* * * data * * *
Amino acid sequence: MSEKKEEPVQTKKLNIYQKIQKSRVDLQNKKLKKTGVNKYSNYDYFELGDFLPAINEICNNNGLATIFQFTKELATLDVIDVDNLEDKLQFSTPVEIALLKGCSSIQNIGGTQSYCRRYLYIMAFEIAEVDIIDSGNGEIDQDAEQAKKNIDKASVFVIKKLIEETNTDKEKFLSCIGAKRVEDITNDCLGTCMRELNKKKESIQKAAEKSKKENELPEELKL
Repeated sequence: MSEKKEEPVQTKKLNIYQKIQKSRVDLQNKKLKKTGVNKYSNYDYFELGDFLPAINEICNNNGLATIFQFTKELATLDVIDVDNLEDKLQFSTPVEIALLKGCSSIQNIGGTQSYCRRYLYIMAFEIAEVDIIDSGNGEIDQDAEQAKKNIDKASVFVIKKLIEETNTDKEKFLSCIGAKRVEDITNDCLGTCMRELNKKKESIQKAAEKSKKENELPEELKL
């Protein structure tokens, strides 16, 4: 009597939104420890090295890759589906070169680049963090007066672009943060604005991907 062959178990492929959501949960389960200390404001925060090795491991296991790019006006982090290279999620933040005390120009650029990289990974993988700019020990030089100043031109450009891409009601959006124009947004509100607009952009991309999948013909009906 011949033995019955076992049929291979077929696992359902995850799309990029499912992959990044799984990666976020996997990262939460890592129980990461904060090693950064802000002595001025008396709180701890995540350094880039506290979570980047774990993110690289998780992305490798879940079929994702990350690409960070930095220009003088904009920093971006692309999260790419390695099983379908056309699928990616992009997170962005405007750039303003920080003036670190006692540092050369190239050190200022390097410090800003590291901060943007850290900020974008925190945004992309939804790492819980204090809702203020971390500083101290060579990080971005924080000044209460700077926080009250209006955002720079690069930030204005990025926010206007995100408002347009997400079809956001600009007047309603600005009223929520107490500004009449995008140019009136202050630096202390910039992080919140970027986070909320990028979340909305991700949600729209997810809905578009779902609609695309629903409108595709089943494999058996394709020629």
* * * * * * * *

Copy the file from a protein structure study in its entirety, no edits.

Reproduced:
Amino acid sequence: MSEKKEEPVQTKKLNIYQKIQKSRVDLQNKKLKKTGVNKYSNYDYFELGDFLPAINEICNNNGLATIFQFTKELATLDVIDVDNLEDKLQFSTPVEIALLKGCSSIQNIGGTQSYCRRYLYIMAFEIAEVDIIDSGNGEIDQDAEQAKKNIDKASVFVIKKLIEETNTDKEKFLSCIGAKRVEDITNDCLGTCMRELNKKKESIQKAAEKSKKENELPEELKL
Repeated sequence: MSEKKEEPVQTKKLNIYQKIQKSRVDLQNKKLKKTGVNKYSNYDYFELGDFLPAINEICNNNGLATIFQFTKELATLDVIDVDNLEDKLQFSTPVEIALLKGCSSIQNIGGTQSYCRRYLYIMAFEIAEVDIIDSGNGEIDQDAEQAKKNIDKASVFVIKKLIEETNTDKEKFLSCIGAKRVEDITNDCLGTCMRELNKKKESIQKAAEKSKKENELPEELKL
């Protein structure tokens, strides 16, 4: 009597939104420890090295890759589906070169680049963090007066672009943060604005991907 062959178990492929959501949960389960200390404001925060090795491991296991790019006006982090290279999620933040005390120009650029990289990974993988700019020990030089100043031109450009891409009601959006124009947004509100607009952009991309999948013909009906 011949033995019955076992049929291979077929696992359902995850799309990029499912992959990044799984990666976020996997990262939460890592129980990461904060090693950064802000002595001025008396709180701890995540350094880039506290979570980047774990993110690289998780992305490798879940079929994702990350690409960070930095220009003088904009920093971006692309999260790419390695099983379908056309699928990616992009997170962005405007750039303003920080003036670190006692540092050369190239050190200022390097410090800003590291901060943007850290900020974008925190945004992309939804790492819980204090809702203020971390500083101290060579990080971005924080000044209460700077926080009250209006955002720079690069930030204005990025926010206007995100408002347009997400079809956001600009007047309603600005009223929520107490500004009449995008140019009136202050630096202390910039992080919140970027986070909320990028979340909305991700949600729209997810809905578009779902609609695309629903409108595709089943494999058996394709020629």